LONDON (Reuters) - A “hard” Brexit in which Britain loses its free access to the European Union market now looks like the most likely outcome of the country’s plan to leave the bloc, ratings agency Standard & Poor’s said on Friday.
Britain will suffer the brunt of the economic impact of Brexit and the effects on the world economy will be more limited, S&P said in its latest update on Britain’s economy.
S&P cut Britain’s top-notch AAA credit rating by two places to AA shortly after the June 23 vote to leave the EU, arguing that the country’s capacity for effective and stable policymaking had diminished.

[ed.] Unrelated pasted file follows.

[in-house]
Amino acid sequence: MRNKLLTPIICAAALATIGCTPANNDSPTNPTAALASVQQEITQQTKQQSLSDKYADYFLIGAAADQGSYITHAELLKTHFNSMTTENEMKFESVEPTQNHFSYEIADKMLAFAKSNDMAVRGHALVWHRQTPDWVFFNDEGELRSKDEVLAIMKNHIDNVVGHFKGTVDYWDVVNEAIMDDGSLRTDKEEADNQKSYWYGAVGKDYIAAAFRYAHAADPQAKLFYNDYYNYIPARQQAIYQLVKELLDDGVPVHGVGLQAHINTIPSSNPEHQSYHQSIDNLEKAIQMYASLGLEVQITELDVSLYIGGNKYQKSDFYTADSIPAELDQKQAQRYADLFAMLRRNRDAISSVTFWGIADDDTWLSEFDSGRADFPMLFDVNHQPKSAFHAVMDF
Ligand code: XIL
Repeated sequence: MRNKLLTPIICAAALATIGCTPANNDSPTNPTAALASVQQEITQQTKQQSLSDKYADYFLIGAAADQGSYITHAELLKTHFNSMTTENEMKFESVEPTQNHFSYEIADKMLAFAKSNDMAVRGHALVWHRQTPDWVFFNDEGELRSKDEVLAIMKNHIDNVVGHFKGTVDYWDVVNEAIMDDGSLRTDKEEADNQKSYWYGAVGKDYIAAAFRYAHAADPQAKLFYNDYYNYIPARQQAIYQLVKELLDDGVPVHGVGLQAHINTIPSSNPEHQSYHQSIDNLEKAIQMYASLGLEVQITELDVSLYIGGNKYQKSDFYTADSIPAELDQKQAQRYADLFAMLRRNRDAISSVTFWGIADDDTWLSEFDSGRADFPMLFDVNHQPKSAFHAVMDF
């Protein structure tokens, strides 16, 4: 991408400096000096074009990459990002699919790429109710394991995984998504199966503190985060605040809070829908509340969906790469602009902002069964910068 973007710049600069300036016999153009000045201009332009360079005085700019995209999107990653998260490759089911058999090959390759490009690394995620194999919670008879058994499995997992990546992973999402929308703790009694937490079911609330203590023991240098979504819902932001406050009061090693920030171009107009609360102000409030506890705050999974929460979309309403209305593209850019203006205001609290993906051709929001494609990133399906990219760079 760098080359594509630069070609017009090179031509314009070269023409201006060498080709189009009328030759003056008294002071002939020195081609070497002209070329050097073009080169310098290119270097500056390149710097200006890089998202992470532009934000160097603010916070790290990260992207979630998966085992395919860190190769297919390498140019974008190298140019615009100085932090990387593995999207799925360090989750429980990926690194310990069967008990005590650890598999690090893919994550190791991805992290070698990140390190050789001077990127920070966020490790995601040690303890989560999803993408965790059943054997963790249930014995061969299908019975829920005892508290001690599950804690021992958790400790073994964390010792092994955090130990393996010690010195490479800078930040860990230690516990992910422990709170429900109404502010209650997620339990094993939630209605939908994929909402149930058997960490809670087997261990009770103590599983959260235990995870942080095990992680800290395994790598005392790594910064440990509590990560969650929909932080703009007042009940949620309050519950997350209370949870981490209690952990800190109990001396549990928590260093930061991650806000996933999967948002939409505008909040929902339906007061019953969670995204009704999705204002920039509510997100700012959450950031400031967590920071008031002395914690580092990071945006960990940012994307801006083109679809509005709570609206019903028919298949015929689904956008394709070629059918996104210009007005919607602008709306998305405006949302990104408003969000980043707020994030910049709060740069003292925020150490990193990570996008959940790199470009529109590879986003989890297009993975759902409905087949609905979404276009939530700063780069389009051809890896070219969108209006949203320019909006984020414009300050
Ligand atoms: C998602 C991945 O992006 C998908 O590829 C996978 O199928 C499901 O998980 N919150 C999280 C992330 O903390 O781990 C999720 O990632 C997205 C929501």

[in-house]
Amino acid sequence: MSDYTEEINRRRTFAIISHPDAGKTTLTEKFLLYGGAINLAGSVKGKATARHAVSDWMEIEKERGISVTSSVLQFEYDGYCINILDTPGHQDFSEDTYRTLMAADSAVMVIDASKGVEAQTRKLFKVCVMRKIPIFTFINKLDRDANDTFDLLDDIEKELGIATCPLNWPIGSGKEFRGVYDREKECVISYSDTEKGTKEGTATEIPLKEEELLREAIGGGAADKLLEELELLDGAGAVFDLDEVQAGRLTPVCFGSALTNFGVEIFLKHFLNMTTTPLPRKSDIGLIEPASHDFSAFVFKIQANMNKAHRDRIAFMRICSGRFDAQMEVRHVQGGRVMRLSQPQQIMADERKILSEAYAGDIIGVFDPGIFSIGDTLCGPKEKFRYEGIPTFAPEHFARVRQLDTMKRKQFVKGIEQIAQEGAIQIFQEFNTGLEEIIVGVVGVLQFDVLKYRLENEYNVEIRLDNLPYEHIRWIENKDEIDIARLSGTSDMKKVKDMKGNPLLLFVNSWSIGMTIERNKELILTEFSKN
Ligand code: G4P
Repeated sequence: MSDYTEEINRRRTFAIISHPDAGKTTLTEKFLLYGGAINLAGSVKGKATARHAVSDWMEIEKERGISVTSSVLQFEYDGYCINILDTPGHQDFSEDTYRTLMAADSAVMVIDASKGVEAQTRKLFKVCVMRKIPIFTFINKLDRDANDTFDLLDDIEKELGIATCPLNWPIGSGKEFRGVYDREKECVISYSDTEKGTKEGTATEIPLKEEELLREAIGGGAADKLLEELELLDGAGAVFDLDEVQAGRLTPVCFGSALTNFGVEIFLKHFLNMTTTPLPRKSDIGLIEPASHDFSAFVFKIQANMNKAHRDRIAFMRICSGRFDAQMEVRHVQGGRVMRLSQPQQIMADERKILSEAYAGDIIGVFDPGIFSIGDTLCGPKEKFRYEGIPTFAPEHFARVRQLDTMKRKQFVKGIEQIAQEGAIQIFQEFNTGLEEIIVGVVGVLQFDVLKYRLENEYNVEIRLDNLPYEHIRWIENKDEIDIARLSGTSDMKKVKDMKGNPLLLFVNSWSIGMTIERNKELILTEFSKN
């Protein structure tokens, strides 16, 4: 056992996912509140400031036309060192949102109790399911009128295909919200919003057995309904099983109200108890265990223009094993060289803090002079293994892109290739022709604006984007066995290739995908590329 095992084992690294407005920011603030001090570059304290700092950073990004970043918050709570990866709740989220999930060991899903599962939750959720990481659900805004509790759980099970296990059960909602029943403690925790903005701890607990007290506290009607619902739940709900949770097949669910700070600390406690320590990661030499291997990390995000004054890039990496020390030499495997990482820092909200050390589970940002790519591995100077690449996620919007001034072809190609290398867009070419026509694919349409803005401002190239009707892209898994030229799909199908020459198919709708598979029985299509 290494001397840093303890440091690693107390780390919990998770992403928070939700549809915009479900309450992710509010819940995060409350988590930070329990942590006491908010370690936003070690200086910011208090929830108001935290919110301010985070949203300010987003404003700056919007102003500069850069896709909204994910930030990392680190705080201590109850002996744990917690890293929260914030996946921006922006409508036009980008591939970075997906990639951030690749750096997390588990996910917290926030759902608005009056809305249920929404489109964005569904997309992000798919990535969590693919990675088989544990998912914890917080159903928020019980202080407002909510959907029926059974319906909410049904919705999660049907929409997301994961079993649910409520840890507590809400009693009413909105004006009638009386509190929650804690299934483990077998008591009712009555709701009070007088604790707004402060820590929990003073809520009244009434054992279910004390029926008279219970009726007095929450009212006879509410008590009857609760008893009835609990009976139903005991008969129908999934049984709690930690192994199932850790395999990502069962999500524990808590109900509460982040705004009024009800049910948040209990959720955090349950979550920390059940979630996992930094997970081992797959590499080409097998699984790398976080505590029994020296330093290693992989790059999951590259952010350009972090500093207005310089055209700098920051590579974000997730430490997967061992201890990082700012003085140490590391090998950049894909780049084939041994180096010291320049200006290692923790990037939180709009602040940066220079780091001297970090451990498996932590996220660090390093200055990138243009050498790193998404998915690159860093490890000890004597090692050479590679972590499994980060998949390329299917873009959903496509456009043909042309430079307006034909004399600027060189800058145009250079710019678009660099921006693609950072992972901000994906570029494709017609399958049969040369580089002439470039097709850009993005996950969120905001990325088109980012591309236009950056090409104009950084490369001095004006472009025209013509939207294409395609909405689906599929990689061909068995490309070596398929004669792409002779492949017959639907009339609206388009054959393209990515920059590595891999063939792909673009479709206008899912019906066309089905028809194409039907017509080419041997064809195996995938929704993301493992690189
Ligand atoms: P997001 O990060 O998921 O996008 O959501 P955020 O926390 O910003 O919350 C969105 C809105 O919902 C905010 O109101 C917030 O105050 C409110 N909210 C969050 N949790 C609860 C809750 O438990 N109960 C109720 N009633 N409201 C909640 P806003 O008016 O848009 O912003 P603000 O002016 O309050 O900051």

On Friday, it said that it appeared that Britain’s government had not yet accepted that the EU was unlikely to yield on the indivisibility of its four freedoms - the free movement of people, capital, goods, and services.
“Even if Westminster were to acknowledge the EU position, it is hard to fathom how a rather hard Brexit can be avoided unless both sides become much more flexible than they appear today,” said S&P chief sovereign credit officer Moritz Kraemer.
Reporting by Andy Bruce; Editing by William Schomberg